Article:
Performance Point: “It’s still kind of a shock. Honestly it was a goal to go there and win, but I still can’t wrap my head around it – especially since it’s our second win as a team in the last three years,” Dy said. “I was on a roll (during the first round). I didn’t really know what I was doing. I just kept going with it. The second day was a different story. I struggled a little more. But that first day was really, really, really fun. (Putting) definitely lowered my score a little bit because my long game wasn’t there to back it up. … (The championships) were all special in their own ways, but this year was maybe a little more special because my sister was on the team, so it was fun to share that experience with her. And doing it a second time around just really lets me know what I’m doing is working. It’s really helped my confidence going through this year and for next season too.”

Ready to represent: “One of our seniors really, really stepped up, Megan Jenkinson. I’m so proud of how she played; those were probably her best two rounds this whole season (Jenkinson tied for ninth). We prepared really well, and we just came together as a team. We were in such a good mindset, and it just worked out in the end. We always like to joke about representing the northern Michigan side of things because we’re so far away, and not many other teams know that we’re up here sometimes. So when we come down, we like to show them what we’ve got and make a run for it.”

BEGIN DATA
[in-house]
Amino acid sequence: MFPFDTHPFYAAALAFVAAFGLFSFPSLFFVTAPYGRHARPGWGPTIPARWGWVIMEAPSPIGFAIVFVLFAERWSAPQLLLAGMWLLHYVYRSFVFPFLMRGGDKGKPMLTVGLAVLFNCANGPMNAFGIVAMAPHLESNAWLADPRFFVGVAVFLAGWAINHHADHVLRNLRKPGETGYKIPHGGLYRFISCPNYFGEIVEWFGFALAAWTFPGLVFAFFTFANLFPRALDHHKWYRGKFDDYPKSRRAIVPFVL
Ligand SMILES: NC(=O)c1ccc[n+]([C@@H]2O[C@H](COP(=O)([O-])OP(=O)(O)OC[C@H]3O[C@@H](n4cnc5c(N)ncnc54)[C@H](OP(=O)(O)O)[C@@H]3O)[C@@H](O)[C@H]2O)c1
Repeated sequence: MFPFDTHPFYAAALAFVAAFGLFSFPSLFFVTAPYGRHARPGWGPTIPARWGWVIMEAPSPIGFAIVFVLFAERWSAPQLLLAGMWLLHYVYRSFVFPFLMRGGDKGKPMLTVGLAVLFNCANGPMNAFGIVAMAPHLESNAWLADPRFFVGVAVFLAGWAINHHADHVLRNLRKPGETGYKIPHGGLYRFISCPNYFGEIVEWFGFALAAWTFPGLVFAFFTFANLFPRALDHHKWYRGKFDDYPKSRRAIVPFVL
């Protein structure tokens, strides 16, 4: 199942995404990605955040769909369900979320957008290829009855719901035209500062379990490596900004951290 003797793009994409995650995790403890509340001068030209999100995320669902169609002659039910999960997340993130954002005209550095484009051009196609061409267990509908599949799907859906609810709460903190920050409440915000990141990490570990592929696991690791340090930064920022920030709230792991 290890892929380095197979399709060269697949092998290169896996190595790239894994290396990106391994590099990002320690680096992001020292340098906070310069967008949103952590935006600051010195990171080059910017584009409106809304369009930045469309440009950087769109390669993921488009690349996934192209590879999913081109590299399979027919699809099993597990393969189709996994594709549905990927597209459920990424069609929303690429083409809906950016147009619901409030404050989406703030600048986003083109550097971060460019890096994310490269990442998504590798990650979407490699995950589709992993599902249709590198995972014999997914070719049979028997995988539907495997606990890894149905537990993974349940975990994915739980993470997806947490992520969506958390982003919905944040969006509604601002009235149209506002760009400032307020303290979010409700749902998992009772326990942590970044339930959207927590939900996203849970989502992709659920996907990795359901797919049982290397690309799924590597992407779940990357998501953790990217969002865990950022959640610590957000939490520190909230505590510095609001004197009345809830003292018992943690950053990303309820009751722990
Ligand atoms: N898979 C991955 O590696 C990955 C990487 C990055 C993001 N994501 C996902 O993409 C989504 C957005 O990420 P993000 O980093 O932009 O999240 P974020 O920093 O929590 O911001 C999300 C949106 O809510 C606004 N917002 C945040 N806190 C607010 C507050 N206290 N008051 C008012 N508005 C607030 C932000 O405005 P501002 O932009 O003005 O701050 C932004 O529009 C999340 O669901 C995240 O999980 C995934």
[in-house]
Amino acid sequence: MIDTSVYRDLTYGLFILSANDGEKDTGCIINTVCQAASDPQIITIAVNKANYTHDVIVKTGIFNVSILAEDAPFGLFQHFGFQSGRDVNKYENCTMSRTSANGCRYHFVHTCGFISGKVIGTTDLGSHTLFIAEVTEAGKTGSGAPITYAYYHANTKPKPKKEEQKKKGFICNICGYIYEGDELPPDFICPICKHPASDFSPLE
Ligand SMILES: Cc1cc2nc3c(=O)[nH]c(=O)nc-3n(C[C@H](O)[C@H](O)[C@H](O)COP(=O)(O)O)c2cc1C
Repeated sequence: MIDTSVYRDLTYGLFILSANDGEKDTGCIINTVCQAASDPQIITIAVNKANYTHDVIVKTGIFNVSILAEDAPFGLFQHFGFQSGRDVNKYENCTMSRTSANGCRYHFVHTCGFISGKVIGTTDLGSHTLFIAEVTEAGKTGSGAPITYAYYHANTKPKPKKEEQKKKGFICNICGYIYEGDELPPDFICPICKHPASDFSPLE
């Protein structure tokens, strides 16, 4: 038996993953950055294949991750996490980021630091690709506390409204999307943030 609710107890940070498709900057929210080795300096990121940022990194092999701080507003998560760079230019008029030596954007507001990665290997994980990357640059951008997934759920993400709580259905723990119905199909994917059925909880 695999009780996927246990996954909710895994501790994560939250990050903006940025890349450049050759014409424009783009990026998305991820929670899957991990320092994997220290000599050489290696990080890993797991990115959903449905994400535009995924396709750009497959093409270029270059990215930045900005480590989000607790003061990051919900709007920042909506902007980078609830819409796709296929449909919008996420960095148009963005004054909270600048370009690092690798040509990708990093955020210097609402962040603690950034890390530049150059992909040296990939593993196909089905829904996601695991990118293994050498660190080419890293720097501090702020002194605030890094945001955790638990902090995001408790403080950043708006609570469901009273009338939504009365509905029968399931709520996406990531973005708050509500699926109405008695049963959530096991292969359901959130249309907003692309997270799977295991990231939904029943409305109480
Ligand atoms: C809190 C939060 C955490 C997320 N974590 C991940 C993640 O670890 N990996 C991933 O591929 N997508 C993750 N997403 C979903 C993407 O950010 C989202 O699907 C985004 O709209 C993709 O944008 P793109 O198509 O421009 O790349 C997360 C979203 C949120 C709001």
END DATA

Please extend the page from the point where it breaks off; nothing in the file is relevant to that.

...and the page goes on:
Sister act: “Just growing up together (with Anci) playing golf and everything is really fun, and we never got to actually play on a team before in a competitive setting. So just to be able to do that and experience it for the first time was fun and exciting and new. Neither of (our parents) play golf. I got into it because of my dad, but he only stuck with it for a year and quit, but I kept going with it. It’s funny because people are always like, ‘Neither of your parents golf?’ and I’m like, ‘No, it’s just us two.’ To be honest, I was more interested in the golf carts before I was interested in golf, but eventually my dad got me clubs and I just kept with it because I loved it so much, just competing.”

See a different game: “I just love watching golf, whoever is playing, just because those are the best people, on the TV. And obviously there’s a reason why they’re the best. So you can always learn something from their long game, short game, mental game, whatever it is; those are the best players and you can definitely learn something from any of them. I think I watch to see their strategy and what they do so I can kinda imitate them and see what works for me, because obviously it works for them – so maybe it will help get my game to the next level as well.”